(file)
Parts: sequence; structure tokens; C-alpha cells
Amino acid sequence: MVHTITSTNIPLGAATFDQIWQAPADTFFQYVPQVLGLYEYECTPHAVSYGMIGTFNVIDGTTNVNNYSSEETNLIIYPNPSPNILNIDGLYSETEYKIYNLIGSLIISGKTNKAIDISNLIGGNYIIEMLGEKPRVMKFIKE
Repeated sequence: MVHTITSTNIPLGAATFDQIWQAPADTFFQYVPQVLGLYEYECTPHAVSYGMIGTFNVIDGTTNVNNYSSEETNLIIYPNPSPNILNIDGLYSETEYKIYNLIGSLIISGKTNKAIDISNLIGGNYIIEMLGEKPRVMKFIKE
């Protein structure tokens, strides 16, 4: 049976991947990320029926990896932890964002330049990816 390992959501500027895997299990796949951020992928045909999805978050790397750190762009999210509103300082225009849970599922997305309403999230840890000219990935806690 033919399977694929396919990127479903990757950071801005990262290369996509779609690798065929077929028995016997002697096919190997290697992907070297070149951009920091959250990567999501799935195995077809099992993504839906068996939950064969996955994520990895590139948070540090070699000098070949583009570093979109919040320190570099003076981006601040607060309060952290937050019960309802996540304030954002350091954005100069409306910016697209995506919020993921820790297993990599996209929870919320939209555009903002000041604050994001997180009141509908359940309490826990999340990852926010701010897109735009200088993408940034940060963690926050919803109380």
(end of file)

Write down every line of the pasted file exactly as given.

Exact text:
Parts: sequence; structure tokens; C-alpha cells
Amino acid sequence: MVHTITSTNIPLGAATFDQIWQAPADTFFQYVPQVLGLYEYECTPHAVSYGMIGTFNVIDGTTNVNNYSSEETNLIIYPNPSPNILNIDGLYSETEYKIYNLIGSLIISGKTNKAIDISNLIGGNYIIEMLGEKPRVMKFIKE
Repeated sequence: MVHTITSTNIPLGAATFDQIWQAPADTFFQYVPQVLGLYEYECTPHAVSYGMIGTFNVIDGTTNVNNYSSEETNLIIYPNPSPNILNIDGLYSETEYKIYNLIGSLIISGKTNKAIDISNLIGGNYIIEMLGEKPRVMKFIKE
């Protein structure tokens, strides 16, 4: 049976991947990320029926990896932890964002330049990816 390992959501500027895997299990796949951020992928045909999805978050790397750190762009999210509103300082225009849970599922997305309403999230840890000219990935806690 033919399977694929396919990127479903990757950071801005990262290369996509779609690798065929077929028995016997002697096919190997290697992907070297070149951009920091959250990567999501799935195995077809099992993504839906068996939950064969996955994520990895590139948070540090070699000098070949583009570093979109919040320190570099003076981006601040607060309060952290937050019960309802996540304030954002350091954005100069409306910016697209995506919020993921820790297993990599996209929870919320939209555009903002000041604050994001997180009141509908359940309490826990999340990852926010701010897109735009200088993408940034940060963690926050919803109380």